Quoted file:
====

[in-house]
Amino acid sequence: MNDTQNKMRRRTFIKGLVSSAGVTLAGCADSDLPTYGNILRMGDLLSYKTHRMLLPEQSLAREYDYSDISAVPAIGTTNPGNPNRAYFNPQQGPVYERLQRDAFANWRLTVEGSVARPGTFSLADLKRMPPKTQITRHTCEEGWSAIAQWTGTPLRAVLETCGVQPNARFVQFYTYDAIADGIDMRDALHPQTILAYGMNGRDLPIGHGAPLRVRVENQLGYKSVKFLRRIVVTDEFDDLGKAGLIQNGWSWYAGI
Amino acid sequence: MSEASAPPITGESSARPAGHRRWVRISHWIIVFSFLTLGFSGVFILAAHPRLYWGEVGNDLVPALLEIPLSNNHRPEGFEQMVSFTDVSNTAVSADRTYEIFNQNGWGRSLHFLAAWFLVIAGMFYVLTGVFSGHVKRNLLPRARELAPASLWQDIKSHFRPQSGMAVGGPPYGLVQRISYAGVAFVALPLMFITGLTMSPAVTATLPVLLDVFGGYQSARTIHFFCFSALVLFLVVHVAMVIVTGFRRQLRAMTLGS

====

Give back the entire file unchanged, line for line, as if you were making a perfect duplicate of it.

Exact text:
[in-house]
Amino acid sequence: MNDTQNKMRRRTFIKGLVSSAGVTLAGCADSDLPTYGNILRMGDLLSYKTHRMLLPEQSLAREYDYSDISAVPAIGTTNPGNPNRAYFNPQQGPVYERLQRDAFANWRLTVEGSVARPGTFSLADLKRMPPKTQITRHTCEEGWSAIAQWTGTPLRAVLETCGVQPNARFVQFYTYDAIADGIDMRDALHPQTILAYGMNGRDLPIGHGAPLRVRVENQLGYKSVKFLRRIVVTDEFDDLGKAGLIQNGWSWYAGI
Amino acid sequence: MSEASAPPITGESSARPAGHRRWVRISHWIIVFSFLTLGFSGVFILAAHPRLYWGEVGNDLVPALLEIPLSNNHRPEGFEQMVSFTDVSNTAVSADRTYEIFNQNGWGRSLHFLAAWFLVIAGMFYVLTGVFSGHVKRNLLPRARELAPASLWQDIKSHFRPQSGMAVGGPPYGLVQRISYAGVAFVALPLMFITGLTMSPAVTATLPVLLDVFGGYQSARTIHFFCFSALVLFLVVHVAMVIVTGFRRQLRAMTLGS